Shift work in Australia
The number of shift workers in Australia is growing every year with 1.7 million Australians working in some kind of shift work as at 2017. The term shift work for the purposes of this article refers to people who work or are awake during hours of the day/night when the majority of people would still be sleeping.
Our body clock
Our body clock (also known as the Circadian clock) tells us to do certain things at certain times of the day/night including eating, working and sleeping. A human’s body clock is naturally programmed to eat and work during the day time (sunlight hours) and sleep and fast from food during the night time (dark hours). When we disrupt the natural rhythm of our body clock, our bodies can find it hard to adjust. This can result in problems getting to sleep, feeling fatigued, feeling more stressed and an increase in eating and drinking high sugar/fat/calorie foods and drinks.
Shift work and our health
Studies have found that shift workers are at increased risk of developing heart disease, type 2 diabetes and obesity, even when compared to non-shift workers with identical diet and exercise habits. It has also been found that after 8pm, the body doesn’t burn its food energy in the same way that it does when you eat during the day. This means that a shift worker is likely to burn 60 calories per day less than day-time workers. This may not seem much, but when this is occurring on a daily basis, it can have long-term effects on our weight and health.
Factors contributing to food choices of shift workers
There are many factors which contribute to the food choices made by shift workers. These include:
- Choosing higher sugar foods/drinks to keep us awake and energised;
- Feeling stressed which leads to higher calorie ‘comfort’ eating;
- Less healthy food choices available for purchase in the workplace;
- Interrupted and unscheduled break times, contributing to irregular eating patterns;
- Using food as a reward for working hard throughout the night.
Recommendations for managing your diet and health as a shift worker
Timing of meals
Planning and regulating when and how often we eat can help us to keep our body clock on track. The recommendations for meal timing are:
- When you’re awake, eat every 4 – 6 hours.
- Eat a small meal 1 – 2 hours before going to bed in order to prevent waking up from hunger.
- Try to have a small (around 5 hours) fasting period during the night (sometime between 10pm and 6am).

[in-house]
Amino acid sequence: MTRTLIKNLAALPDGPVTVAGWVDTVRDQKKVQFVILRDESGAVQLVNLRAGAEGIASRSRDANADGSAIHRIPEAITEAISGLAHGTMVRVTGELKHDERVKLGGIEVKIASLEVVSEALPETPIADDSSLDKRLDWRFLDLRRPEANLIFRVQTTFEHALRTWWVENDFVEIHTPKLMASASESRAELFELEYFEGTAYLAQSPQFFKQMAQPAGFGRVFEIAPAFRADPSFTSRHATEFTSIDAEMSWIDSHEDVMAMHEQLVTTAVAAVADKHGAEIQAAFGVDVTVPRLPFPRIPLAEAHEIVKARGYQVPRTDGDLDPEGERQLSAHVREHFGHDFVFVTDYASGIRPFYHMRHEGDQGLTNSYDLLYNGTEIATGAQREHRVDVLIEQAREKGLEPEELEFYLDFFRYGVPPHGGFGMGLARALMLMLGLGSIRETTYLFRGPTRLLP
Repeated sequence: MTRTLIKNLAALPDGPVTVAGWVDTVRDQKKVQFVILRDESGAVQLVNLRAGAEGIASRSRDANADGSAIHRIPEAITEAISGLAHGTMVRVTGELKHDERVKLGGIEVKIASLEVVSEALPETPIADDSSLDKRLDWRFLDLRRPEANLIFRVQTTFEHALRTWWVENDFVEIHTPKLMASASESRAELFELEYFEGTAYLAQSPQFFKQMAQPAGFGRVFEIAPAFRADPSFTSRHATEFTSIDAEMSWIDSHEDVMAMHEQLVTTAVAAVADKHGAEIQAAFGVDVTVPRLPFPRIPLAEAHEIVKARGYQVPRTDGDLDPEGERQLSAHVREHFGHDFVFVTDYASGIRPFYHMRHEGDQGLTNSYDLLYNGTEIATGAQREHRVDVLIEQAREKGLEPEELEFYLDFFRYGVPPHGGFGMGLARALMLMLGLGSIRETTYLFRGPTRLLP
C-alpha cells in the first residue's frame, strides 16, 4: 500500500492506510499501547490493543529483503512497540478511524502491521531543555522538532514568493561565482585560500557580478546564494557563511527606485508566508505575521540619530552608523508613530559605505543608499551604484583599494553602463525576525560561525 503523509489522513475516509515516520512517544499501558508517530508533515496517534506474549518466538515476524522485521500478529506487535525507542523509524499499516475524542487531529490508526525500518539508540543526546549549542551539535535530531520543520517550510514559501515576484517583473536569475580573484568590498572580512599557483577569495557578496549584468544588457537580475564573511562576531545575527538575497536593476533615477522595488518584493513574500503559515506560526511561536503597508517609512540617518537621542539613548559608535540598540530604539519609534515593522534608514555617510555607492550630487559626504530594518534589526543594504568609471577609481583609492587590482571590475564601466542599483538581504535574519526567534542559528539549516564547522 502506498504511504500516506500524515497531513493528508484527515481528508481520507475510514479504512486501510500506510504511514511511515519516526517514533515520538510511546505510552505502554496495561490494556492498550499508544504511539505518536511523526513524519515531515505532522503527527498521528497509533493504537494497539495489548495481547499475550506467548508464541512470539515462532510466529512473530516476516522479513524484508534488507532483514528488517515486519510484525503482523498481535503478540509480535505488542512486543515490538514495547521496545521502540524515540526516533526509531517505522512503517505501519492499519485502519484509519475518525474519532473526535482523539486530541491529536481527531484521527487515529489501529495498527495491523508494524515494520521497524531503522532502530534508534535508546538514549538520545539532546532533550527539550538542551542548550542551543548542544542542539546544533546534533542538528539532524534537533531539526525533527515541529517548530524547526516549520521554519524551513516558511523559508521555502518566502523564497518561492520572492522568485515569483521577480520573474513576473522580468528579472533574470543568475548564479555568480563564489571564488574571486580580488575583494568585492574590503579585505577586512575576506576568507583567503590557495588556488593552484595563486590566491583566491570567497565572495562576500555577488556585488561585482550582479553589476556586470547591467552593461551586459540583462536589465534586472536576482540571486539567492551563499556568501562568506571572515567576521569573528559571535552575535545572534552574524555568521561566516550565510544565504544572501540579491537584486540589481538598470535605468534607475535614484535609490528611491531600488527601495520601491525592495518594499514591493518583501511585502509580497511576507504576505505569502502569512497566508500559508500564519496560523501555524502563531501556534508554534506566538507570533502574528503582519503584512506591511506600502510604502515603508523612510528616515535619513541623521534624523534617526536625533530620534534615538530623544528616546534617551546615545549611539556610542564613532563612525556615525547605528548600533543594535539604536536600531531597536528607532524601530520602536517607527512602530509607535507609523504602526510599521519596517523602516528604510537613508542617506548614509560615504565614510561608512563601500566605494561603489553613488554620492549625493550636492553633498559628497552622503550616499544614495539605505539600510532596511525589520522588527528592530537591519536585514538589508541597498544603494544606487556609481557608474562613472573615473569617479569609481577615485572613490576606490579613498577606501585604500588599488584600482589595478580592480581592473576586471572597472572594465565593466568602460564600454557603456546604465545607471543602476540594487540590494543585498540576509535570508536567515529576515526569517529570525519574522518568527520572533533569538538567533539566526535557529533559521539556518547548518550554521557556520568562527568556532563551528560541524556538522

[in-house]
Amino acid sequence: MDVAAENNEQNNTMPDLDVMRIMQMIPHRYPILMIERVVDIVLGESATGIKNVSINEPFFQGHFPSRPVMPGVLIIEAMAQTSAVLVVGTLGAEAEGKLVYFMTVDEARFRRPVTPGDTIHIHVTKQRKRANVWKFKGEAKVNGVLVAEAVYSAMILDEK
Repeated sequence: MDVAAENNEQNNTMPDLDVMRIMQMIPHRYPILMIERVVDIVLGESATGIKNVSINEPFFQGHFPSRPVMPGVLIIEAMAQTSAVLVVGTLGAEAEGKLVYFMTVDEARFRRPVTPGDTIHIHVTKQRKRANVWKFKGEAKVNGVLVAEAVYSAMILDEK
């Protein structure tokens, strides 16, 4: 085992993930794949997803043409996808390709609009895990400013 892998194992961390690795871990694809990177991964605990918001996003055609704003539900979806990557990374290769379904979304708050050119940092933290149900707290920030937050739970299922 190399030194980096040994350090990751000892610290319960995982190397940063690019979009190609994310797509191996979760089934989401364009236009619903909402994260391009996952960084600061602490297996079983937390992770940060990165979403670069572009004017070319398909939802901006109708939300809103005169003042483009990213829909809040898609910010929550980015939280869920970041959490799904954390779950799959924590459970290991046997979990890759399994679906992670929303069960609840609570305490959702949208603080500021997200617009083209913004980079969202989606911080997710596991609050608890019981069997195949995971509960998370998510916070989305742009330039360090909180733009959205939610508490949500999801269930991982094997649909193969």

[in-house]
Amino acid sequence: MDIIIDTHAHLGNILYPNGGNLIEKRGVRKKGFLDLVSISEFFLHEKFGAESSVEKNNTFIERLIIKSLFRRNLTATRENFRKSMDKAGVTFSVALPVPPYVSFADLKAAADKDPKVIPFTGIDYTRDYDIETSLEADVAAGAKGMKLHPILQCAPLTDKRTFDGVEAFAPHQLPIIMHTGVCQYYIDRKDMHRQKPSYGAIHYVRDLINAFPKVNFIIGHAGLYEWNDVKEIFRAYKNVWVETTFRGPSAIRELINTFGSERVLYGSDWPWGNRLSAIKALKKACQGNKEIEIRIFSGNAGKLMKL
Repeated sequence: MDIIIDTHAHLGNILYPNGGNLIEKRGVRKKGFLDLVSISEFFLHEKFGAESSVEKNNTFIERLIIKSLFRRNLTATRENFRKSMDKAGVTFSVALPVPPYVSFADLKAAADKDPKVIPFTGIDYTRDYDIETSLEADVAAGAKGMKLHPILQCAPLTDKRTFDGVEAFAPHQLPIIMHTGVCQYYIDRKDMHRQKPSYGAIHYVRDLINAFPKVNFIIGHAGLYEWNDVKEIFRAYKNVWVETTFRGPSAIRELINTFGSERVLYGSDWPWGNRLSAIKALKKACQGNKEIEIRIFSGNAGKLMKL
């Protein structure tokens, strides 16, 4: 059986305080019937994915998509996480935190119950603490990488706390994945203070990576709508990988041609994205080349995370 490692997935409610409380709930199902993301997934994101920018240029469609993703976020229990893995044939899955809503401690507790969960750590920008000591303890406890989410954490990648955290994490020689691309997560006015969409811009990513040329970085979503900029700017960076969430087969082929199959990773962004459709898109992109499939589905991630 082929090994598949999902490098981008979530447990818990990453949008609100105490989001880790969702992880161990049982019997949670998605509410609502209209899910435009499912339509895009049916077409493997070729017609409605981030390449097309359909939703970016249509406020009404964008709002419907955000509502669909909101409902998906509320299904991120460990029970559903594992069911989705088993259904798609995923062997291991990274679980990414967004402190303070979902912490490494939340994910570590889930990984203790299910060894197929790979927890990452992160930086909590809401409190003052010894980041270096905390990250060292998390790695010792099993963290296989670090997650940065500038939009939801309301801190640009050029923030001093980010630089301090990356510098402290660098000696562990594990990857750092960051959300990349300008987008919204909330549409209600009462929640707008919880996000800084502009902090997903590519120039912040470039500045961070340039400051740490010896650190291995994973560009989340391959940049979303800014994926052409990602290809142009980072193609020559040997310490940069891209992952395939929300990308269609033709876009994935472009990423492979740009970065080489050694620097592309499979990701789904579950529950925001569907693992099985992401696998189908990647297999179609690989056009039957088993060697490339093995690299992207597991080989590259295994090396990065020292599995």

Choosing what to eat
Because our bodies process food differently in the night time, the types of food we eat can affect our blood sugar levels and therefore impact on our diabetes risk. The number of meals we have can also impact on our body clock’s ability to adapt and can help to regulate the amount of kilojoules being consumed.
- If eating during the night, choose high protein foods over high carbohydrate foods.
- Try to have the same number and type of meals each day, regardless of whether you are working or not. These meals don’t have to be at the same times, just same amounts to regulate your energy intake each day and avoid over-eating on some days.
- High protein, low carbohydrate meal/snack suggestions:
- Chicken and avocado salad (with lots of salad vegetables)
- Homemade bolognaise sauce or casserole made with lots of veggies
- Vegetable and bacon quiche or zucchini slice
- Frozen microwaveable fish with frozen vegetables
- Hard boiled eggs
- Tuna or cheese with crackers
- Unsalted nuts
- Vegetable sticks with hummus or peanut butter
- Apple or pear slices with peanut butter
- Baked beans
Many people fall in to the trap of consuming large amounts of sugary and caffeinated drinks in order to battle fatigue. These drinks add to your total caloric intake and can also cause you to build more of a tolerance to caffeine, meaning you need more and more for it to take effect.
- Stay hydrated with water (add fruit pieces or cordial for flavour);
- Avoid sugary drinks like soft drink, fruit juice and flavoured milk;
- Avoid caffeine within 4 hours of going to bed.
Further information / helpful websites
If you would like some more information or assistance with improving your diet, talk to an accredited practicing dietitian. You can also find some useful information on the following websites:
- Baker Heart & Diabetes Institute Factsheet – Convenience Meals: https://www.baker.edu.au/-/media/documents/fact-sheets/baker-institute-factsheet-convenience-meals.pdf
- Baker Heart & Diabetes Institute Factsheet – Healthy Snacks: https://www.baker.edu.au/-/media/documents/fact-sheets/baker-institute-factsheet-healthy-snacks.pdf
- Worksafe Queensland – Shift Workers Guide to Nutrition: https://www.worksafe.qld.gov.au/__data/assets/pdf_file/0009/109773/shifting-nutrition.pdf
- National Sleep Foundation – Healthy Eating and Exercising When Working Shifts: https://www.sleepfoundation.org/shift-work-disorder/shift-work-you/tips-healthy-eating-and-exercising-when-working-shifts